What is Tokenisation? All You Need To Know About Tokenisation | #cybersecurity | #cyberattack


*This is in partnership with BQ Prime BrandStudio

When using your Mastercard debit or credit card for shopping on e-commerce sites, booking air tickets or ordering a meal, usually you will see great offers for travel, restaurants, shopping, entertainment and sports. These fabulous offers are part of Mastercard’s Priceless Specials programme. But recently, you may have noticed the online platform/merchant asking you to tokenise your card. That has left many users wondering what tokenisation is all about and whether they should tokenise their Mastercard.

The simple answer is, tokenise your card right away. Tokenisation is about saving and securing your card, and making digital payments safer, faster and easier for you. For years online platforms or merchants have stored some of your card details in order to ensure a faster checkout experience. While this helped with convenience, when third-party platforms hold your data, they also become targets for hackers for whom your card data is a treasure trove.

While most leading online platforms encrypt card data, in rare cases encryption has been broken. You would remember headlines from other countries about data breaches where attackers have stolen card details of millions of users. To protect Indian cardholders, the Reserve Bank of India (RBI) decided to bring in tokenisation to enhance data security.

What is Tokenisation?

Tokenisation is a technology-driven process of digitally replacing your actual credit and debit card information (which hackers would love to get their hands on) with an alternate piece of data that masks your details and thus transforms data security. This alternate piece of data is known as a ‘token,’ and is unique for each card, token requestor, and device. Since actual card details are not shared with the merchant during the transaction, the merchant doesn’t store any of your card data and hence, tokenised card transactions are deemed safe and secure.

Tokenisation is not about a new card being issued, and your existing Mastercard debit or credit card will not stop working. It is simply about saving and securing your existing card as a token, which can be done for free via Mastercard.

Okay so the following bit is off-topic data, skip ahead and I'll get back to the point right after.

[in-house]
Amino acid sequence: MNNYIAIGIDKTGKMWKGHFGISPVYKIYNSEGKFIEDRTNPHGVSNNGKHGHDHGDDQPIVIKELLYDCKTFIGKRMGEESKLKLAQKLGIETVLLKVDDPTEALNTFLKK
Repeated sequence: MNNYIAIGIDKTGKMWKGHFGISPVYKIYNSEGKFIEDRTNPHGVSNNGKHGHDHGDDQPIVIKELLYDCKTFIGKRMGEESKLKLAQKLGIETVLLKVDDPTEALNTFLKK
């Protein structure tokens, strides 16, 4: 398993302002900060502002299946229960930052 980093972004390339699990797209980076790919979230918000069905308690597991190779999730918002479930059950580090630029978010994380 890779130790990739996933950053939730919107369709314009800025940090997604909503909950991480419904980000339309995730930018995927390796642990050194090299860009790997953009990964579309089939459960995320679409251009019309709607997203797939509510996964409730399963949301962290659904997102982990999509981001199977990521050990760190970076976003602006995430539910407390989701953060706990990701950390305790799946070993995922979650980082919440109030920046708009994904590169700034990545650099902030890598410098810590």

We’ll get a bit technical here, but it is a vital point to understand: Tokenised data, unlike encrypted data, cannot be deciphered and is irreversible. This difference is critical since tokens cannot be returned to their original form without the existence of other, separately stored data. There is no mathematical relationship between the token and its original number. As a result, if a tokenised network or data is breached, the original sensitive data will not be compromised.

How to save and secure your cards through tokenisation?

Thanks to Mastercard, this process is incredibly simple. All you need to do is click the card to tokenise on the merchant website or app, enter the OTP received on your mobile and it’s done. Of course, at the back-end tokenisation is an incredibly complex high-tech process, but for you as a user, it’s as simple as a couple of clicks and keying in an OTP code.

Benefits of tokenisation

Besides safety, thanks to improved, world-class security for your online transactions, tokenisation also enables a faster and easier buying experience as you don’t need to key in your 16-digit card number, expiry date, and the CVV each time you buy something online. Mastercard is also providing an attractive benefit for Mastercard customers who want to tokenise their cards on many leading online shopping, food ordering, payment apps, etc, by providing a ₹50 cashback when they tokenise their card.

Can you use untokenised cards for digital payments?

The RBI has set September 30, 2022, as the date by when merchants will have to be compliant with new norms and can no longer store user card data. All your card information will be wiped out from the merchant’s app or website, requiring you to tokenise your card. If you have already tokenised, you can continue making payments and buy online without entering card data again. For un-tokenised cards, customers will have manually enter their card details while making purchases. That means you would have type in your name, 16-digit card number, expiry date and CVV each time you make an online purchase. It’s far simpler to just tokenise and buy!

What this means going forward

Aside from customers gaining an additional layer of security on all online transactions, tokenisation is set to benefit merchants and e-commerce business-owners as well and help them focus on their business without worrying about data loss issues. Protection against data breach liabilities and compliance with PCI-DSS are two of the many incentives for merchants to accept tokenisation with arms wide open.

Click here to know how to make you Mastercard safer, faster and smoother.





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